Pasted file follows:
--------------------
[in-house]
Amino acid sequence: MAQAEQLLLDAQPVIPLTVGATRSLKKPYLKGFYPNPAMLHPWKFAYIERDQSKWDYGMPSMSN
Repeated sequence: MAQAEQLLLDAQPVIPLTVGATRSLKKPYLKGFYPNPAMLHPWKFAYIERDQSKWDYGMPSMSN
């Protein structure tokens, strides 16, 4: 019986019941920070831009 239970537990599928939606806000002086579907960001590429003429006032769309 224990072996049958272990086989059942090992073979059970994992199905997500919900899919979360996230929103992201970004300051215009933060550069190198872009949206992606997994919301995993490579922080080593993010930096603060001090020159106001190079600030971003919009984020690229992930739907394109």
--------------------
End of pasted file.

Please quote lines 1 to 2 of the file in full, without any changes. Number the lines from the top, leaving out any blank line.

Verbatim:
[in-house]
Amino acid sequence: MAQAEQLLLDAQPVIPLTVGATRSLKKPYLKGFYPNPAMLHPWKFAYIERDQSKWDYGMPSMSN